Goals are important to focus effort and set a cadence to training and preparation.  At the end of each ski season, I plan and set my goals and approach for the coming year, usually because I feel I still have a lot to work by the time I complete the last race of the season.  I’ve only been racing nordic “seriously” for three years, so I still have a lot of improvement to make, despite carrying a good amount of fitness and training psychology from bike racing.  The goals and the way they get captured don’t have to be anything real fancy, but they have to be realistic and actionable.

For the 2012 season, my ultimate focus was on having good, solid performances in races.  To get there, I needed a good foundation of staying healthy and injury free.  Last season, I ended overtrained and exhausted by early February.  In planning, I optimized my training program to make sure I arrived fresh when the racing started and would maintain it through the season.  Consistent training and progression are the most important elements of this phase.  This really translated into managing volume and intensity of distance and threshold workouts. As a result, my peak fitness has lagged a bit, but that is better than being in the hole.  Unfortunately, I was unable to avoid a three-week chest cold that slowed things down.

Many of the specific workouts focused on the core elements of technique:  building specific strength, utilizing power efficiently and making fewer technique errors.  This was done through a combination of balance exercises, hill bounding, core-strength sessions and roller skiing in the dryland season.  One activity that has been extremely beneficial is doing V2 or striding down hills, at speed.   I’ve also worked hard this season on my improving my descending skills.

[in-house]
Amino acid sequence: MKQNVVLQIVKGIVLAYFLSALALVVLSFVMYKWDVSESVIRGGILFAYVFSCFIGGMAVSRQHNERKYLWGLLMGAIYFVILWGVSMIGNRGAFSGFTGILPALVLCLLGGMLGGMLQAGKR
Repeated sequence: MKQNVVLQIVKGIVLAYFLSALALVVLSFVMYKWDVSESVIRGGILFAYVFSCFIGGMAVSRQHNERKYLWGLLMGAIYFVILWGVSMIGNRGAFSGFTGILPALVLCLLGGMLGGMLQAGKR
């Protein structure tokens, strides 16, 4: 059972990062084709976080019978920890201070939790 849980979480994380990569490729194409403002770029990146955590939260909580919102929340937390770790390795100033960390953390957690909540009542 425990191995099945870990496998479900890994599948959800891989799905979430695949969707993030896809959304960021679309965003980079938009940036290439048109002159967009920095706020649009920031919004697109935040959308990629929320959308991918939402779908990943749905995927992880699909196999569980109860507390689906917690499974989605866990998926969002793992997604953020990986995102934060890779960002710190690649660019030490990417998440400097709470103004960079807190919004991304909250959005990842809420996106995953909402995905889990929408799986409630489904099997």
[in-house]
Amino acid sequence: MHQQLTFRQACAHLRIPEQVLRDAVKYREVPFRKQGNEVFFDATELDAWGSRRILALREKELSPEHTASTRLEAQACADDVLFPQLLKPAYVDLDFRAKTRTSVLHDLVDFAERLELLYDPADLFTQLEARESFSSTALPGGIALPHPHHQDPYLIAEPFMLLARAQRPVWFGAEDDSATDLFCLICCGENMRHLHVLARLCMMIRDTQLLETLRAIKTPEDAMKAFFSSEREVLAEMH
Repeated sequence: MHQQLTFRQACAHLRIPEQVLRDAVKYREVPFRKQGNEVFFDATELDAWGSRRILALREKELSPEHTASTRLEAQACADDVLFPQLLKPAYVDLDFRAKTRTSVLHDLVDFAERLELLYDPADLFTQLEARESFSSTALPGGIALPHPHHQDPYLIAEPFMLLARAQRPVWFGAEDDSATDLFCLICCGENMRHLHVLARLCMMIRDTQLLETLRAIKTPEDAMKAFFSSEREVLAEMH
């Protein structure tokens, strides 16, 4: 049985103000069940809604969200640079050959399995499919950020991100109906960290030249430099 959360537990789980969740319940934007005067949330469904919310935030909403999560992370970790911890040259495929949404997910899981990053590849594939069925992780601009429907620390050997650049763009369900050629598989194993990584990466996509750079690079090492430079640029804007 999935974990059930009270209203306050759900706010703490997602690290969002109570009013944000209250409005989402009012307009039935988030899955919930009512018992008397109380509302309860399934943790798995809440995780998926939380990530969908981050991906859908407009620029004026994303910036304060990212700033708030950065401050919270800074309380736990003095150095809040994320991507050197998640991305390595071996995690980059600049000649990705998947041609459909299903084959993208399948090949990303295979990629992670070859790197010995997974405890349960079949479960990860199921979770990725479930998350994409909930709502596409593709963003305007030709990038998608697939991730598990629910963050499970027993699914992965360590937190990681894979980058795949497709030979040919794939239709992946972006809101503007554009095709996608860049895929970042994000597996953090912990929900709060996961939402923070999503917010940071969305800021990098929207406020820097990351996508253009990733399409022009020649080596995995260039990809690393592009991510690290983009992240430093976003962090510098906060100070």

The next level of focus was on stitching it all together during workouts, training races and  during a race.  This has been a real challenge because the terrain on my home track is relatively short and flat compared to the race courses further north.  So, for things like striding up long hills or tackling hairy, technical descents, I haven’t been able to put in as much time as I need to, especially outside of races.

Finally, I set some targets for measuring results, each one increasingly more of a stretch:

  • winning a Weston Tuesday Race
  • a top-3 in a NENSA citizens race
  • a top-25 for an Eastern Cup race

So far, I’ve achieved the first one.  I won’t accomplish the last one since, as it turns out,  I won’t do any EC cup races. And I’m running out of time and NENSA races.


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